For some years now I have been trying to convince students not to participate in SGA, that is, the Student Government Association. In part, or so it seemed to my mind for some time now, I thought this was funny and a harmless way to make some young people think about what they were doing. It was also in large part a result of my conclusion that “student government” is, by and large, a joke because the students did not have very much power or whatever power they had they got because some BOBs allowed them to have it.
But of late I have begun to think that there is more to this argument than even I knew. I have, recently, begun to think about “involvement” and the prejudice that students and even the rest of us should, as we like to say, “get involved.” I mean, for starters, what does this recommendation take for granted about the world that we live in? Does it not have to imply that this world is amenable to change, to reform, and that all we have to do is apply ourselves, “get involved,” and we can “make a difference.”
But suppose this is a mythical view of the world we live. Suppose that this world is less amenable to change, to reform than we would prefer to think. Suppose, if you would momentarily, that this world is so resistant to change that those who “involve” themselves in it, more often than not come to grief, not success. In fact, to take this to an extreme, suppose that the world we live in is so resistant to change, to reform that sooner than getting “involved” one should seek to escape, to make an effort to remain uninvolved in order to preserve one’s sanity, one’s safety, one’s happiness.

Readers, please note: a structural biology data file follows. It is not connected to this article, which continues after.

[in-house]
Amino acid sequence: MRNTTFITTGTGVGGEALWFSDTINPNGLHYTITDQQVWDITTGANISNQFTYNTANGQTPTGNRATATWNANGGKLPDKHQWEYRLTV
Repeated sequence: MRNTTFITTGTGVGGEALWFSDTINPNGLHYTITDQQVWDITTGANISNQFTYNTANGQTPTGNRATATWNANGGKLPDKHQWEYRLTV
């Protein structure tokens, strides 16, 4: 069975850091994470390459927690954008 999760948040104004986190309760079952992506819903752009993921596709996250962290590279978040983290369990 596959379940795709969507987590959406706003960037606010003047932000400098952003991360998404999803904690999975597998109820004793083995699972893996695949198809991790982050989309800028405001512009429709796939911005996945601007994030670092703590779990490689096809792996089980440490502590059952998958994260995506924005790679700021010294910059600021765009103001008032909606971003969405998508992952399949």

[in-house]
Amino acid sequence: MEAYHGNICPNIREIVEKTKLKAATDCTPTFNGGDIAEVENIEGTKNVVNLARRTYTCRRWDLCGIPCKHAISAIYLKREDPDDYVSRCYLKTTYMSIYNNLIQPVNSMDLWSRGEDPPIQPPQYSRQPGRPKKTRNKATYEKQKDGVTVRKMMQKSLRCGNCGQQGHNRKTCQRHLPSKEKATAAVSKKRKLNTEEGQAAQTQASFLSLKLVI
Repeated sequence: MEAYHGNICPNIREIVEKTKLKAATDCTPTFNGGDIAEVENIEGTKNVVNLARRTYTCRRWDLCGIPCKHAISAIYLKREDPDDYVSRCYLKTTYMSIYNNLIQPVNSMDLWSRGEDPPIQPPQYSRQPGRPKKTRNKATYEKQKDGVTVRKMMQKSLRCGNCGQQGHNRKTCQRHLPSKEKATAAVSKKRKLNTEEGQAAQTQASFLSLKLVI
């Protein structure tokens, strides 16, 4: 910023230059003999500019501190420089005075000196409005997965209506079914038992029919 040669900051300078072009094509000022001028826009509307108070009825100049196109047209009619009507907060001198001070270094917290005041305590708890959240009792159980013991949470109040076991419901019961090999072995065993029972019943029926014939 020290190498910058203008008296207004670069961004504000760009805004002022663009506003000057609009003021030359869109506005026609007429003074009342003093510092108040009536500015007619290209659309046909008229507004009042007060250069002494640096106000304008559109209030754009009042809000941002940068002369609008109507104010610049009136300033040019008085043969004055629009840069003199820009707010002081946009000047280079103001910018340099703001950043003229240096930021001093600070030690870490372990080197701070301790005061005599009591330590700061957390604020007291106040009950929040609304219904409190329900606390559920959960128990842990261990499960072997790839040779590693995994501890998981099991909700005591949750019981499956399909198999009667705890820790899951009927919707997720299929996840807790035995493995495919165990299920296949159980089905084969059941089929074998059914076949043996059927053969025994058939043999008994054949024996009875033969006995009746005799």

Recently, and quite by accident, I stumbled upon a book entitled Socratic Citizenship, the argument of which is that Socrates’ idea of citizenship was essentially or deeply negative, that is, was based on the recommendation to “do no injustice.” As the author points out, Socrates thought that it was worse to do than to suffer injustice, a thought that distinguishes Socrates from us and from most human beings. But think about it in terms of the all-too-common recommendation “to get involved,” which must mean “do justice.” Socrates was, by this reckoning, quite a conservative chap because he did not say to the youth of Athens, “get involved,” or “do justice.” Rather, he said to the youth of Athens, “don’t do injustice.” [Think of the Crito in this light and Socrates’ refusal to escape makes sense: that is, he would not do an injustice either to Athens or to Crito by escaping. Men like Crito made Athens more just and Crito was more just by remaining a part, an unalienated part of Athenian society.]
Think further about it in terms of politics: Which is more likely to lead human beings to do injustice[s], an active, interventionist government or an “inactive,” let-it-be government? In foreign affairs, the answer seems all-too-obvious: An active, interventionist foreign policy is more likely to lead to injustices than a foreign policy of “manly indifference” or “benign indifference.” We call these injustices “collateral damage.” But we all know this is a cover for “injustice.” Or to take an example from domestic politics: Which is more likely to lead to injustices, a war on drugs or a more moderate, law enforcement approach to drugs? Or: Which is more likely to lead to injustices: A national education policy or educational policies controlled by the states and localities? Is it not unjust to fire all teachers of “failing” school systems as measured by the results of test mandated by a national government?
And so, involvement or non-involvement? Perhaps the answer is not as clear as we have been taught to think.